Non-invasive test to screen for Down syndrome

PHOTO: Non-invasive test to screen for Down syndrome

SINGAPORE - A new non-invasive test to screen yet-to-be-born babies for Down syndrome is now available in Singapore hospitals.

Previously, doctors had to insert a needle deep into the mother's belly and draw fluids to test them for indicators of Down syndrome, in a test called amniocentesis. But this carries "a small risk of miscarriage", said Associate Professor Tan Hak Koon, president of the College of Obstetrics and Gynaecology (O&G) of Singapore, at a global medical conference held here till Tuesday.

The new test, called the Non-Invasive Prenatal Test (NIPT), saves mothers that risk. Doctors just need to draw blood from the mother's forearm and test the sample, which contains foetal DNA fragments, for Down syndrome, which causes growth delay and intellectual disability.

Doctors warned though that the results of the new test must be interpreted with caution or else mothers might terminate their pregnancies wrongly.

"Women still need to go for amniocentesis to determine if their baby would be born with Down syndrome. NIPT is a good first- level test, but mothers should not be making decisions based on that information alone," said Adjunct Professor George Yeo, chief of obstetrics at KK Women's and Children's Hospital (KKH).

The non-subsidised test has been available in KKH and Singapore General Hospital (SGH) since late last year. The $2,000 NIPT should be taken only if mothers are classified as high-risk in first-level screenings - about 5 per cent of pregnant mums. But high-risk mothers can skip NIPT and go straight to amniocentesis, which is government-subsidised.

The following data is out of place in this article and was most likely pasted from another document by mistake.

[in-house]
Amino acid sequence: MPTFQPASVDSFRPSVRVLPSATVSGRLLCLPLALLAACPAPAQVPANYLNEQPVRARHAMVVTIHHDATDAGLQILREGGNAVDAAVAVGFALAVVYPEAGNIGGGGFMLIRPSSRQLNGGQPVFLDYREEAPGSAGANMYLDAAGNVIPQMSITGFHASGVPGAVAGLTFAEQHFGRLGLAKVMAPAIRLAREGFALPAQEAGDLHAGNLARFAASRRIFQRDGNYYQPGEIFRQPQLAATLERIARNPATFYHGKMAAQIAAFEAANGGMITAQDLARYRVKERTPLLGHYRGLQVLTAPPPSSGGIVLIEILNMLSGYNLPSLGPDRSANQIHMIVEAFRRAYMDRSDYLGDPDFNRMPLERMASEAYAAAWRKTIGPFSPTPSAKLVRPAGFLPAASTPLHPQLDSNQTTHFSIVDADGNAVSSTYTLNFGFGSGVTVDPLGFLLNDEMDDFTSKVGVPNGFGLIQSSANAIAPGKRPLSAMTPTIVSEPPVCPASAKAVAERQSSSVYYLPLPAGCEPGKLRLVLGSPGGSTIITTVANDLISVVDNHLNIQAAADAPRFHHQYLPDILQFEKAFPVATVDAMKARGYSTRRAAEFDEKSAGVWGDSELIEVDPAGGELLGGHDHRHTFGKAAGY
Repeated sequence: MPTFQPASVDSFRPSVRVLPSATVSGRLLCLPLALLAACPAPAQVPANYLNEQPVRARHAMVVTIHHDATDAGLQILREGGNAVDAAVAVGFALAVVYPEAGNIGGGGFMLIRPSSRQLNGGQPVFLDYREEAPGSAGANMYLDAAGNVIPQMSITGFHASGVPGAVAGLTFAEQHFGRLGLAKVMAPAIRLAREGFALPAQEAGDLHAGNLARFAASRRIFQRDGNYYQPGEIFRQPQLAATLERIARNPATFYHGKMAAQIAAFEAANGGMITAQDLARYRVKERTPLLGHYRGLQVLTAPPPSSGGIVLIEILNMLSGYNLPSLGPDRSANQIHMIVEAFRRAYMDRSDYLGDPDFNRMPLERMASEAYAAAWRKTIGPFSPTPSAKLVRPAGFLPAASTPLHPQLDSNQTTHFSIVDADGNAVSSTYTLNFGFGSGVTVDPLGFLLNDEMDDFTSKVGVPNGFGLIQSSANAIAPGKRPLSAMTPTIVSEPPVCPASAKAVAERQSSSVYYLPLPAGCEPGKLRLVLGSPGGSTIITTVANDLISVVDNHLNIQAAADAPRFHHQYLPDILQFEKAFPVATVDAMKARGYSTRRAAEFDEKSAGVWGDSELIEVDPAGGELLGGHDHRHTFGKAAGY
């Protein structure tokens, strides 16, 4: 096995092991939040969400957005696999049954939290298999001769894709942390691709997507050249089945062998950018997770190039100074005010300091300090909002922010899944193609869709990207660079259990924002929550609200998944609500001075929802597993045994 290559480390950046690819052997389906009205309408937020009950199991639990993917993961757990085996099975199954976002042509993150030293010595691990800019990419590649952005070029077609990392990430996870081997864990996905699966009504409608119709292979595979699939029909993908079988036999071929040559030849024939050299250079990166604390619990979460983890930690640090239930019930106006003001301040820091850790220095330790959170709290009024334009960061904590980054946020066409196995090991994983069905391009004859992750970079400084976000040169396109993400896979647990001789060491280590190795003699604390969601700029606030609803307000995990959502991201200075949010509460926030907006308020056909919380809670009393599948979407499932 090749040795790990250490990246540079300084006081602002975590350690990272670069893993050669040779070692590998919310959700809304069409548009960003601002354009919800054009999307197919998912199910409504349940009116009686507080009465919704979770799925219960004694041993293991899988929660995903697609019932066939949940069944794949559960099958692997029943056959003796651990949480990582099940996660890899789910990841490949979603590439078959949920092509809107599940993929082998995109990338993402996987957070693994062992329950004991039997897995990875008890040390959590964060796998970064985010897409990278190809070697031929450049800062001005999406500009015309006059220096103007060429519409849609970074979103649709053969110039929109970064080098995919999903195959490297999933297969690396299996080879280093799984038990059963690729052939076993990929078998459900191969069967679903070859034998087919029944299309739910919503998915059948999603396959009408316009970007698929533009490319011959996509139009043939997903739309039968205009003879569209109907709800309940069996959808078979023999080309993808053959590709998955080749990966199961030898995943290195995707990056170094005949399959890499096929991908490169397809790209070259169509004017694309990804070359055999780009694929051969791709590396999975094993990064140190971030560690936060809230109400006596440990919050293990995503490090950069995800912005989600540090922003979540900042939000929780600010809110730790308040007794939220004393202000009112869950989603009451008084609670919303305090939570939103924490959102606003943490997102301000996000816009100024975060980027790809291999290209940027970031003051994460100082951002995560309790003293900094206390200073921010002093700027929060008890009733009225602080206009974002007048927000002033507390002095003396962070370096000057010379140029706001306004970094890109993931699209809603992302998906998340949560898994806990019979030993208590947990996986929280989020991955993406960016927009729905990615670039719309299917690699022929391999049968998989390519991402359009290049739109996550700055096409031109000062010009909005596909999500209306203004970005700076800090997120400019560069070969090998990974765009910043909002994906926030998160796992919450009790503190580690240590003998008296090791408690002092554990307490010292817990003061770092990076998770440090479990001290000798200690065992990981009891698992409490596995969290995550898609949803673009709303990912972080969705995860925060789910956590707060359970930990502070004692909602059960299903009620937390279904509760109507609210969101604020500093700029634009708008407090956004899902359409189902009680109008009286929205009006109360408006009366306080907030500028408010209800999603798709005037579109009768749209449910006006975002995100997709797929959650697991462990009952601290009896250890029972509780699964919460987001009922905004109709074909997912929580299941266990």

So far, 43 high-risk pregnant women have taken NIPT in KKH and SGH. All tested negative.

Said Mrs Eve Tan, 35, who became a mother recently: "If I am high-risk and if there is a more painless and less risky test, I would opt for it."

Women are also reminded to go for First Trimester Screening, a subsidised test. It picks up indicators of Down syndrome and structural abnormalities but can be done only in the 11th to 14th week of pregnancy.

The doctors were speaking on the sidelines of a conference combining the 5th College of O&G Singapore Scientific Congress and the 10th anniversary of the International Society of Ultrasound in O&G Outreach course.

This article was published on April 5 in The Straits Times.

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